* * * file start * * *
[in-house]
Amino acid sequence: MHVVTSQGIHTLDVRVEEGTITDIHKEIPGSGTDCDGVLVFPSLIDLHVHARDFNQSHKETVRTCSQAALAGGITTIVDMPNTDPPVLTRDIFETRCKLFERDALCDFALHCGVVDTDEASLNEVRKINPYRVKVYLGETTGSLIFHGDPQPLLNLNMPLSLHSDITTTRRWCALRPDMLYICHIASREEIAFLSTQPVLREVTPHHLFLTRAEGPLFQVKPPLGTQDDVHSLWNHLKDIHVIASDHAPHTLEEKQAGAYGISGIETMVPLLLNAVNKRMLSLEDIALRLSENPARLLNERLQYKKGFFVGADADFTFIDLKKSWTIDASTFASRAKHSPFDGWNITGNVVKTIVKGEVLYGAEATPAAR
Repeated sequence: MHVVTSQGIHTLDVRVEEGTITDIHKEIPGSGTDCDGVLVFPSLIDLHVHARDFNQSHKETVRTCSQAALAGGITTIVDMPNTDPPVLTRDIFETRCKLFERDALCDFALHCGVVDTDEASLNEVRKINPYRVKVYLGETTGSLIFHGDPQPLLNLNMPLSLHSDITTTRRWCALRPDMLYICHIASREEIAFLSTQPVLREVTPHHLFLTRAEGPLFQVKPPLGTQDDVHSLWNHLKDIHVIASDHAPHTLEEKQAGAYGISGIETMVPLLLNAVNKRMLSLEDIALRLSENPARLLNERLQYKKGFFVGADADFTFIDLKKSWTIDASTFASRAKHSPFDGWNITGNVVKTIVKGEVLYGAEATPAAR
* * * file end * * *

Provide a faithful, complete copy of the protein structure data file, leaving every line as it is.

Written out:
[in-house]
Amino acid sequence: MHVVTSQGIHTLDVRVEEGTITDIHKEIPGSGTDCDGVLVFPSLIDLHVHARDFNQSHKETVRTCSQAALAGGITTIVDMPNTDPPVLTRDIFETRCKLFERDALCDFALHCGVVDTDEASLNEVRKINPYRVKVYLGETTGSLIFHGDPQPLLNLNMPLSLHSDITTTRRWCALRPDMLYICHIASREEIAFLSTQPVLREVTPHHLFLTRAEGPLFQVKPPLGTQDDVHSLWNHLKDIHVIASDHAPHTLEEKQAGAYGISGIETMVPLLLNAVNKRMLSLEDIALRLSENPARLLNERLQYKKGFFVGADADFTFIDLKKSWTIDASTFASRAKHSPFDGWNITGNVVKTIVKGEVLYGAEATPAAR
Repeated sequence: MHVVTSQGIHTLDVRVEEGTITDIHKEIPGSGTDCDGVLVFPSLIDLHVHARDFNQSHKETVRTCSQAALAGGITTIVDMPNTDPPVLTRDIFETRCKLFERDALCDFALHCGVVDTDEASLNEVRKINPYRVKVYLGETTGSLIFHGDPQPLLNLNMPLSLHSDITTTRRWCALRPDMLYICHIASREEIAFLSTQPVLREVTPHHLFLTRAEGPLFQVKPPLGTQDDVHSLWNHLKDIHVIASDHAPHTLEEKQAGAYGISGIETMVPLLLNAVNKRMLSLEDIALRLSENPARLLNERLQYKKGFFVGADADFTFIDLKKSWTIDASTFASRAKHSPFDGWNITGNVVKTIVKGEVLYGAEATPAAR